Presentation on theme: "Balanced Assessment in the Classroom. Balanced Assessment Learning Objectives will answer the following essential questions: What is balanced assessment?"— Presentation transcript:
Balanced Assessment Learning Objectives will answer the following essential questions: What is balanced assessment? Why is balanced assessment necessary? What is the difference between Formative and Summative Assessments?
Assessments have various purposes, provide answers to different questions, address different users, and have varying implications for an assessment system.
What is a balanced assessment system? “A balanced assessment system is a set of interacting assessments focused on serving the needs of different consumers of assessment information for the common purpose of improving education.” -Pearson
Why is Balanced Assessment important? A balanced assessment system is important to determine if a student is benefitting from the instruction and what changes might be needed to enhance his or her education.
A balanced assessment system helps answer these four questions: ▫ What do we expect all students to be able to know and do? ▫ How do we know if students are meeting the expectations? ▫ What do we do if students are not meeting expectations? ▫ What do we do if students exceed expectations? ◦ (DuFour, 1998)
Balanced Assessment Types of Assessment: Formative and Summative
Formative Assessment What is Formative Assessment?
Formative Assessment Formative assessment is a process used by teachers and students during instruction that provides feedback to adjust ongoing teaching and learning to improve students’ achievements of intended instructional outcomes. (FAST SCASS, October 2006)
Formative Assessment occurs moment-to-moment as part of instruction is used frequently by teachers and students and is embedded in the current unit of instruction are small scale, short cycle assessments given in the classroom to diagnose where students are in their learning ASSESSMENT FOR LEARNING--Stiggins, Arter, Chauppuis and Chauppuis, 2006
Uses of Formative Assessment Guide student learning on a daily basis by providing information about what critical skills were and were not learned Provide extra learning opportunities to students who are struggling academically Report student progress to students, parents, and other educators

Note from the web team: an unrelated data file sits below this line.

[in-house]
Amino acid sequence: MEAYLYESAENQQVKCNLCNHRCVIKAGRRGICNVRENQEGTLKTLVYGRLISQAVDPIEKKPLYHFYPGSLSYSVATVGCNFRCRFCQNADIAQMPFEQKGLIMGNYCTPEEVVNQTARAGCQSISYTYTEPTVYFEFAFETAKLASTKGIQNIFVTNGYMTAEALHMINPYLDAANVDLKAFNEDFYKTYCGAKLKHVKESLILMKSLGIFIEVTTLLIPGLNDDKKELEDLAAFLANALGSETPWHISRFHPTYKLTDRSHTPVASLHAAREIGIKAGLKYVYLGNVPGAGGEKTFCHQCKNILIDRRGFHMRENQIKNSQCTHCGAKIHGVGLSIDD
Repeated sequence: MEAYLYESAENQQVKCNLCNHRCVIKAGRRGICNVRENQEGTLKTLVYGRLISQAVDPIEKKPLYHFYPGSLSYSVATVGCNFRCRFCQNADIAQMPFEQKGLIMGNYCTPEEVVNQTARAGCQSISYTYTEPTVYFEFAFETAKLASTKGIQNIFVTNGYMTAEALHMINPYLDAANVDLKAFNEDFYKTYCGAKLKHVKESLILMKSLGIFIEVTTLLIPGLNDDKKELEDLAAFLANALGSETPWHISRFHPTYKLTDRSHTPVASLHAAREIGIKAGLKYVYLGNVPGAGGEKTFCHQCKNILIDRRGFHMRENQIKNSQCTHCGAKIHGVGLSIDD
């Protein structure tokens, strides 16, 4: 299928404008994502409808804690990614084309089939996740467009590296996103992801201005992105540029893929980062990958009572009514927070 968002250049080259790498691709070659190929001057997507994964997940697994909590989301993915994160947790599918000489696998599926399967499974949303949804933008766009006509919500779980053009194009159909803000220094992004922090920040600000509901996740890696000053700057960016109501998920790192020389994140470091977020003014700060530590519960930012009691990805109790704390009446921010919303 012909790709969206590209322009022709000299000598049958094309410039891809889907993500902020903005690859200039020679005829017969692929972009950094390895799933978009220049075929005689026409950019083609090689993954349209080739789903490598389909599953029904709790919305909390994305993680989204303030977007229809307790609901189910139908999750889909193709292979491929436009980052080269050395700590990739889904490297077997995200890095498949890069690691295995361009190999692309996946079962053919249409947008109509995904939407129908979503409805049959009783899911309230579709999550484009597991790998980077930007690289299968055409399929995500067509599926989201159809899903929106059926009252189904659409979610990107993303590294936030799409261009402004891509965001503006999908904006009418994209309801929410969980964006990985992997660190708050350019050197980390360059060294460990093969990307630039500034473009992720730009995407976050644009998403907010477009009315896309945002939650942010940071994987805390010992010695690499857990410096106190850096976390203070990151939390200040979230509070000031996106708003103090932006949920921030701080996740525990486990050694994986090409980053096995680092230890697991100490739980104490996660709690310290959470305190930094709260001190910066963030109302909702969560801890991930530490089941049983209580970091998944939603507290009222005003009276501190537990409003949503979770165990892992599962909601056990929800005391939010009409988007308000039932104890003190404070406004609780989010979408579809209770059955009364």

The Formative Assessment Process What It Is…What It Isn’t… A planned process Unplanned Based on assessment evidenceIndividual strategies Using evidence to make instructional adjustments and/or verifying learning Moving on regardless of student evidence Reflective feedback for studentsGrading
Formative and summative assessment are interconnected. The vast majority of genuine formative assessment is informal, with interactive and timely feedback and response. It is widely argued that formative assessment has the greatest impact on learning and achievement.
School Improvement Assessment for learning, when done well, is one of the most powerful, high-leverage strategies for improving student learning that we know of. Educators collectively become more skilled and focused at assessing, disaggregating, and using student achievement as a tool for ongoing improvement. Michael Fullan
Assessment FORMATIVE is for learning Taken at varying intervals to provide information and feedback that will help improve ▫the quality of student learning ▫the quality of the instruction SUMMATIVE is an assessment of learning Taken by students at the end of a unit or semester to demonstrate the "sum" of what they have or have not learned. Must be reliable, valid, and free of bias
Forms of Summative Assessment Performance Assessment Portfolio Traditional Tests
Summative Assessment Evaluates student learning at the end of an instructional unit by comparing it against some standard or benchmark. Examples: Performance Assessment final project senior recital Portfolio a research paper Traditional Tests mid-term/final exam
Formative Assessment Techniques and Tools Exit pass Extended wait time Find the errors and fix them Generating test items Group-based end-of-topic questions Group-based test prep Hand signals Hot-seat questioning Journal entry If you did know what would you say? If you don’t know, I’ll come back to you If you have learned it, help someone who hasn’t Index card summaries/questions I-you-we checklists Learning logs Learning portfolios Mini white boards Observation One sentence summary One word summary Oral questioning and interviews Popsicle sticks Practice Presentations Questionnaires Self/peer assessment Ranking exemplars Think-pair-share Two stars and a wish What did we learn today?
Rick Stiggins “If we wish to maximize student achievement in the U.S., we must pay greater attention to the improvement of classroom assessment. Both assessment of learning and assessment for learning are essential. But one is currently in place, and the other is not.”